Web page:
The beekeeping season is winding down, and many beekeepers are busy with their honey business making September the official National Honey Month. Generally, honey is ready to harvest in late summer when a colony has built up surplus honey. The honey is cured and capped in the honeycomb cells. A single bee can visit up to 5,000 flowers in a single day, and it takes about 2 million flower visits to produce a pound of honey. Obviously, the worker bees in a colony must stay very busy all season long!
Honey bees love goldenrod, a good source of nectar late in the season
This research led to the creation of our Honey Bee Flower Mix. It is a blend of both garden flowers and native wildflowers that are widely adaptable. Flowers bloom from spring through fall, providing nectar and pollen all season long. This mix was designed for home gardens, commercial landscaping and other maintained sites. For non-maintained sites such as meadows or roadsides, it is best to plant native wildflowers and adapted non-native species. You may contact our sales staff to assist you with recommendations for your region and project site conditions.
For our beekeeping customers, we thought we would highlight an innovative product designed to make honey collection easier and less intrusive for your bees. It’s called Flow Hive and it is a specialized beehive that has been constructed to allow a simple turn of a lever to remove the honey from the cells. The process of removing honeycombs from the beehive, uncapping the cells and extracting the honey with mechanical extractors is completely bypassed. The key to how it works is the split-cell technology. The flow frames consist of plastic honeycomb cells, which the bees coat with wax and fill with honey. When the lever is turned on, the cells split apart, allowing honey to flow out of the bottom of the chamber. When the lever is turned off, the cells realign and can be used again by bees.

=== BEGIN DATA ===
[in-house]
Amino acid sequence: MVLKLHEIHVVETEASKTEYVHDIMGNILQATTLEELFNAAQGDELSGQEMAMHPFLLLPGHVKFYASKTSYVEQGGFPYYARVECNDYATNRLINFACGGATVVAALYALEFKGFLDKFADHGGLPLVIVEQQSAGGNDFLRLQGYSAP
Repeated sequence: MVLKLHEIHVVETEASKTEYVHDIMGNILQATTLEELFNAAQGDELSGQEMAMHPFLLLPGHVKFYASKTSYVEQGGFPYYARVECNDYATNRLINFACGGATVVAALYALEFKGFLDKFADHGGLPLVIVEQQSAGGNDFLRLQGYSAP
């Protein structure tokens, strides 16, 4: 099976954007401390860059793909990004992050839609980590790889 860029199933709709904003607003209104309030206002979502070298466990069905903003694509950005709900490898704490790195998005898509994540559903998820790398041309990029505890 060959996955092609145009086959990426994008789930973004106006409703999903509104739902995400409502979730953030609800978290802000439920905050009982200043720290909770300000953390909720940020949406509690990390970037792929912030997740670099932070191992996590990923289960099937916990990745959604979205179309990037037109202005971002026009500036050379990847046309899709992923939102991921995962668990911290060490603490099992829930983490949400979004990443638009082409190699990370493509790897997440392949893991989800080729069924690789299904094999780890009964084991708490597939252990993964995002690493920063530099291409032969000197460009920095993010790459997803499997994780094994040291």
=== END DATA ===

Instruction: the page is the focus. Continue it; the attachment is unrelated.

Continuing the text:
We applaud Flow Hive for supporting many pollinator projects such as the Bee Friendly Farming Project by Pollinator Partnership. This project provides region-specific, science-based guidelines for farmers and growers interested in promoting pollinator health on their lands. The criteria for certification include providing bee forage/flowering plants and permanent habitat, practicing integrated pest management (IPM), paying an annual $45 certification fee, and completing the compliance form once every 3 years.
Check Out Our Full Selection of Seed Mixes for Bee Conservation:
The employee-owners of Applewood Seed Co. (ASCO) announce that they have been named a winner of the 2022 Colorado Companies to Watch (CCtW) Award. Last May, ASCO announced their place as a top finalist for the 2022 CCTW award and the 50 Winners were announced at the finalists Gala held on June 17th, 2022. The […]
Even if you haven’t earned your Masters in Ecology yet, every American can contribute to pollinator conservation. In some cases, you need only a smartphone. “Citizen Science”, or the crowdsourcing of scientific information from the general public, has taken off in an effort to engage citizens in protecting declining pollinator populations. Planting a wildflower patch […]